Energy and Environment Reporting for Texas

Hurricane Isaac: Some Possible Upsides of a Devastating Storm

Photo by John Moore/Getty Images

Bridgette Mooney, her daughter Skyler, 15 months, and husband Kevin watch from their home as Hurricane Isaac lashes their property with rain on August 28, 2012 in Kiln, Mississippi. Many residents of the community, which suffered severe damage during Hurricane Katrina in 2005, decided to stay home and ride out the storm.

As Hurricane Isaac inflicts widespread human misery by pummeling Louisiana and the Gulf with wind and rain, you may be wondering if anything good could come of this.

For some farmers in the Midwest struggling with extreme drought, the storm could bring much-needed rain. AccuWeather says today that parts of Arkansas, Missouri and other states in the Central U.S. will “soon be on the receiving end of soaking downpours.”

“While flooding rainfall in southeastern Louisiana and southern Mississippi will tend to diminish farther inland, some beneficial rain will fall on the parched landscape hundreds, if not a thousand, miles away from the Gulf Coast,” the weather service says in a report today.

But none of that rain looks like it’s headed to Texas.

And whatever the rains do to help the Midwest, they are mostly coming too late.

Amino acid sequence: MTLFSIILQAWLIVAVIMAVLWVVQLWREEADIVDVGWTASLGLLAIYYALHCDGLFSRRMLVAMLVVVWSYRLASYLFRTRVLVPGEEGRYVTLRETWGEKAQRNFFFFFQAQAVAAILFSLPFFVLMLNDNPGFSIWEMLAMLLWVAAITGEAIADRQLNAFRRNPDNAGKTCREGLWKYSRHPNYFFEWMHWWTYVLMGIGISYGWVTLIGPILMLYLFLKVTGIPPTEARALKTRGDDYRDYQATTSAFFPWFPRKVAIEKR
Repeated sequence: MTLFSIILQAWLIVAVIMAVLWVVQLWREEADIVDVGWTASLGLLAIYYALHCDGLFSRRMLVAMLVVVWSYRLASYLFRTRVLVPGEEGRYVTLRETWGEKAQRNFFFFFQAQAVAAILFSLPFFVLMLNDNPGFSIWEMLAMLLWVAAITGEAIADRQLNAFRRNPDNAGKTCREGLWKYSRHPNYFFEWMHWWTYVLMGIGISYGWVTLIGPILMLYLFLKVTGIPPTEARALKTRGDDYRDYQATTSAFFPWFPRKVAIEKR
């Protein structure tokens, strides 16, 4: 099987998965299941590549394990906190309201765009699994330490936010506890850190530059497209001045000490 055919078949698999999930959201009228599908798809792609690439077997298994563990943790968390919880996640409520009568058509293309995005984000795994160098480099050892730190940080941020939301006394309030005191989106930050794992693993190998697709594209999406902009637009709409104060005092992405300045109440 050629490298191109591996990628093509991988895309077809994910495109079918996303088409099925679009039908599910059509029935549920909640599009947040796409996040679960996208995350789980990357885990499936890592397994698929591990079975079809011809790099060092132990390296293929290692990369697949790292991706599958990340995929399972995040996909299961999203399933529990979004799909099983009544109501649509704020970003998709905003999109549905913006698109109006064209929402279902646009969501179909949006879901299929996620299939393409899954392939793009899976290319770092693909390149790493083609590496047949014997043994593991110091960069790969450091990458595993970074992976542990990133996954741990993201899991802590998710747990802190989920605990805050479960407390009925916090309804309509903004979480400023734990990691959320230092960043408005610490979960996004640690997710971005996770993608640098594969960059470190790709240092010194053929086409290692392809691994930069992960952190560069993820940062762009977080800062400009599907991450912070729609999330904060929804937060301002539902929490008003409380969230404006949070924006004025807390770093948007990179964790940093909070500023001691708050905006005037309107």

“The rain is coming far too late for this summer’s crops, such as corn and soybeans,” Accuweather says. But the rain could help some of the winter wheat crop, according to AccuWeather Agricultural Meteorologist Dale Mohler.

“The wheat over the central and southern Plains is generally planted during September, and replenishing soil moisture prior to planting after summer drought is essential for any new crop,” Mohler says.

For Texas, so far the major impacts of Isaac have been a shutdown in oil production in the gulf, already resulting in some pain at the gas pump.

But there’s one more possible upside of the storm. It could provide further relief to the “dead zone” in the Gulf of Mexico, where fertilizers, runoff and other factors create a low-oxygen environment in the Gulf known as hypoxia. That kills fish and wildlife.

So a hurricane like Isaac could actually stir things up, helping to alleviate the dead zone.

“If a tropical storm or a hurricane goes over the dead zone, it’s able to mix that water from top to bottom, so it essentially elimnates that zone,” Edward Buskey with The University of Texas Marine Science Institute told StateImpact Texas earlier this month.

He likens it to Italian vinaigrette, where if it sits for too long the oil will sit on top of the vinegar. But once the bottle is shaken up, it mixes together again. So the lighter fresh water on the surface can be mixed back up with the denser salt water below during a major storm, Busky said, getting read of the dead zone for a time.

Previously: Hurricane Isaac Shuts Down Oil Production in the Gulf


About StateImpact

StateImpact seeks to inform and engage local communities with broadcast and online news focused on how state government decisions affect your lives.
Learn More »